The Tuesday Talk

I often find myself longing to be something different from who I am. When I read statements such as, “I have lived my life before God in all good conscience to this day.” (Acts 23:1), I really struggle with who I am. I long for the opportunity to repeat Paul’s claim, but I wonder if it is even possible. As I thought about this, and what it means to have a clean/good conscience, I came to the awareness that I struggled to concisely and clearly define what it means to have a clear conscience. What is a conscience?

The word that Paul uses for conscience (syneidesis) means to have a true moral awareness or sensitivity towards what is right or what is evil. To use the conscience means to exercise the ability to determine between what is morally right and what is morally wrong. When we exercise our conscience, we engage within a process of self-examination in order to evaluate the morality behind all that we think, say, do, and long for. However, the conscience is not exclusively and limitedly applied to evaluating one’s thoughts and actions, but also towards determining the morality of the actions of others as well (key word: the ACTIONS of others—not their thoughts or motivations).

As I began to think about the conscience, I found the Scripture bearing upon my mind. God tells us that our hearts are evil and lie (Jer. 17:9), that we think what we do is right (Prov. 21:2), and our way of life leads to death (Prov. 14:12). Thus, we are commanded to put off the old self and to have our minds renewed in Christ (Eph. 4:22-24). We are told that it is Christ who cleanses us with His word (Eph. 5:26). And we are told that the Spirit guides us in truth (John 16:13). What does all this mean? Having a good conscience is not something inherent to us, but it is a gift from God when we come to Him in faith.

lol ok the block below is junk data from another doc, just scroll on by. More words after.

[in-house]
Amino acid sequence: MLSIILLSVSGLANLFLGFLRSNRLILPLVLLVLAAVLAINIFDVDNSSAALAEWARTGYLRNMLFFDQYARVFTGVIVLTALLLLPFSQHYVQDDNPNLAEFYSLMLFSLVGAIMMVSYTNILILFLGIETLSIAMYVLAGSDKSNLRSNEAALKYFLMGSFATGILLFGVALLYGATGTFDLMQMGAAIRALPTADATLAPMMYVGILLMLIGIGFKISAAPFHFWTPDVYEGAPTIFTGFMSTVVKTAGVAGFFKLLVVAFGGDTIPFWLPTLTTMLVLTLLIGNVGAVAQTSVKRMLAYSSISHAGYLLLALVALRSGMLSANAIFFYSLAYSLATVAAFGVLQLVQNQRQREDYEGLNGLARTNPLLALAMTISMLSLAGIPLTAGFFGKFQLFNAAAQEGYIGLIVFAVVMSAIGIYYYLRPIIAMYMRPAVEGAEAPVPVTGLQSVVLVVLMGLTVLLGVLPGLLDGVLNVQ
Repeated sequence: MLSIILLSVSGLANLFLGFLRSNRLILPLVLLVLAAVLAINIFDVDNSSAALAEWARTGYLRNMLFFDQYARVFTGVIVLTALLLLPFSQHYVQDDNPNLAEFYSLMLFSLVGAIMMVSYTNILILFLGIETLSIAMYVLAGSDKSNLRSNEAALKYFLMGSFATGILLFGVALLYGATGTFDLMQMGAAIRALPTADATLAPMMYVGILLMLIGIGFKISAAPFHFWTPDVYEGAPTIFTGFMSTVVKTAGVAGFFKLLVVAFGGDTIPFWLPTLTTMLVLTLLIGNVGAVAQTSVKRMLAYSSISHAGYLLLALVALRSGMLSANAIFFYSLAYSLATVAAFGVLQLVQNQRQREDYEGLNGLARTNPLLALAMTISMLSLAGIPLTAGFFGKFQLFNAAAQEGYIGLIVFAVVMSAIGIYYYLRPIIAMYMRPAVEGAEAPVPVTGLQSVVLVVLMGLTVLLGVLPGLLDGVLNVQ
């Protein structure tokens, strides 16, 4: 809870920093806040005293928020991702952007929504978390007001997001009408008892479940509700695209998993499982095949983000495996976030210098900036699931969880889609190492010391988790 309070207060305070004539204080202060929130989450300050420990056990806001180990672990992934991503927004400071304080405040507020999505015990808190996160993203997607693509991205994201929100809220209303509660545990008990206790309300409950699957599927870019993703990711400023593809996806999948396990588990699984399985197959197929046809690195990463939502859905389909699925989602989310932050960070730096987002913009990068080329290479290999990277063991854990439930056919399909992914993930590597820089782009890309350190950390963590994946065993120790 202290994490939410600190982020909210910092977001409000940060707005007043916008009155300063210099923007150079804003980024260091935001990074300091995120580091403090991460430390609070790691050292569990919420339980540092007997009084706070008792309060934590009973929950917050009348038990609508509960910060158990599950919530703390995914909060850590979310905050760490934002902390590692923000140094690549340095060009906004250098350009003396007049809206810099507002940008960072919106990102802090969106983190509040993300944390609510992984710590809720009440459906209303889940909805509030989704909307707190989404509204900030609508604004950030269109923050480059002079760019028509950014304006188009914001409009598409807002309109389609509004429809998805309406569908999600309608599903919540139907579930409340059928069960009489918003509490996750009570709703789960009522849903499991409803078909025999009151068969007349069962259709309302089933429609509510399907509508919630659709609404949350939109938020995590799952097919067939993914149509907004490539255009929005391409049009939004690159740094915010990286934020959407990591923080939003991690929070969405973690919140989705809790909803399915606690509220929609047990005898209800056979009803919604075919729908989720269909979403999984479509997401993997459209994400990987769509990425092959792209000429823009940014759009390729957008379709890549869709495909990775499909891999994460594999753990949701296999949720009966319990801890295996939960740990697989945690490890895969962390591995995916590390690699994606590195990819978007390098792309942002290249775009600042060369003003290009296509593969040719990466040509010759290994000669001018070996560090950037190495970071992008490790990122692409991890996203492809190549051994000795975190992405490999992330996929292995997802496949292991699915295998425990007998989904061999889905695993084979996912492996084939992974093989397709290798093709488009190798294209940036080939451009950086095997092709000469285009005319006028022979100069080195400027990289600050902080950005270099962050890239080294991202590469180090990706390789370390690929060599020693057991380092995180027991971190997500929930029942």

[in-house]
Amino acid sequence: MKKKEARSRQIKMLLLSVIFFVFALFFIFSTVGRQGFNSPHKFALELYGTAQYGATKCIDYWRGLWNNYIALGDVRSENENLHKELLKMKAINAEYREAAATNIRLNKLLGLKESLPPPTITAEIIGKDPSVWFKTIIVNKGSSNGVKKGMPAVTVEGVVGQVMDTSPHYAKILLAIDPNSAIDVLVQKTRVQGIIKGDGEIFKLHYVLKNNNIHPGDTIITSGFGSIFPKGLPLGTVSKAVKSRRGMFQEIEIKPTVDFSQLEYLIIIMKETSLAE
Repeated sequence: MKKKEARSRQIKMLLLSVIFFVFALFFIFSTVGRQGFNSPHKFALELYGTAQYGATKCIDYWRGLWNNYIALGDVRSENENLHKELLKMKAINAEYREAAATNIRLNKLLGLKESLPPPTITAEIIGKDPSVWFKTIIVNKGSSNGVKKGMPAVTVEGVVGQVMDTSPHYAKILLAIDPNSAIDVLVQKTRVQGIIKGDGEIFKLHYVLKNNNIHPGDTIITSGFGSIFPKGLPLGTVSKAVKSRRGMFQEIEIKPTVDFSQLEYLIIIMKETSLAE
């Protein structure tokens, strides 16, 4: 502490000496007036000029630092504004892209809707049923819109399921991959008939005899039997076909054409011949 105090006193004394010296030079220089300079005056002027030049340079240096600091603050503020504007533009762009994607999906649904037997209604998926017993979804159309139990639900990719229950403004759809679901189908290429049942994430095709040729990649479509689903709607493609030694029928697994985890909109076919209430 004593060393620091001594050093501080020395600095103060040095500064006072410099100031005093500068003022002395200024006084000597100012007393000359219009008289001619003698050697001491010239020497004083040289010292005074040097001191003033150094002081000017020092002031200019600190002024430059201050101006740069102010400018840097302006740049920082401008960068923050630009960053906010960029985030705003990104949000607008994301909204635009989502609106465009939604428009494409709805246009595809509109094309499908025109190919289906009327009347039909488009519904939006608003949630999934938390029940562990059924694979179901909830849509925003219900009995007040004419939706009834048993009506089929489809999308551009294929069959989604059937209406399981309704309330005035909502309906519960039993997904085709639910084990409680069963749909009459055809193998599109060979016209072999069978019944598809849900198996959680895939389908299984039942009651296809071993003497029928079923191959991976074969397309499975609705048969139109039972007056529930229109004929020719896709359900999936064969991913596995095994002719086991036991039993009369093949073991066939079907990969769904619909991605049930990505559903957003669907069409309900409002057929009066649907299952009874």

Far too often we think that we are able to develop a good conscience on our own, or that it is impossible for us to have a good conscience—neither is correct. We are born as enemies of God and in total depravity. No amount of human effort can correct our immorality. Through the substitutionary death of Christ and the gift of atonement, we are made clean by God for God. However, some (like me) struggle to grasp this. Because of a personal awareness of sin we think that we are unable to have a clean conscience; however, it is this awareness of sin that proves we have a conscience! The Holy Spirit is our conscience—He convicts us of sin and immorality to lead us back to God (John 16:8).

Think of it like this… a clean conscience is a gift from God as we respond to the awareness of sin that the Spirit opens us up to. We are able to determine between good and bad because of the work of God within us—this is something absent from us until our salvation. In short, for those of us in Christ, we realize that we are given a conscience from God, we are able to respond to that conscience because of God’s work within us, and, lastly, we boast of our conscience because it is God that works on both our wills and actions for His good pleasure (Phil. 2:13). The Lord qualifies us and establishes our conscience as we draw near to Him! What an amazing blessing we have in Christ Jesus!

Ultimately, every Christian can say they have a good conscience because they have the mind of Christ (1stCor. 2:16), but we feel conviction when we do not respond to the prompting of the Holy Spirit. For this reason, we are told to live up to (worthy of) what we have attained in Christ (Phil. 1:27).  Paul’s bold proclamation stemmed from the fact that he made every effort possible to respond to the work of Christ within him. How about you?

I love you and can’t wait to worship together!!!

In Christ,

Pastor Darin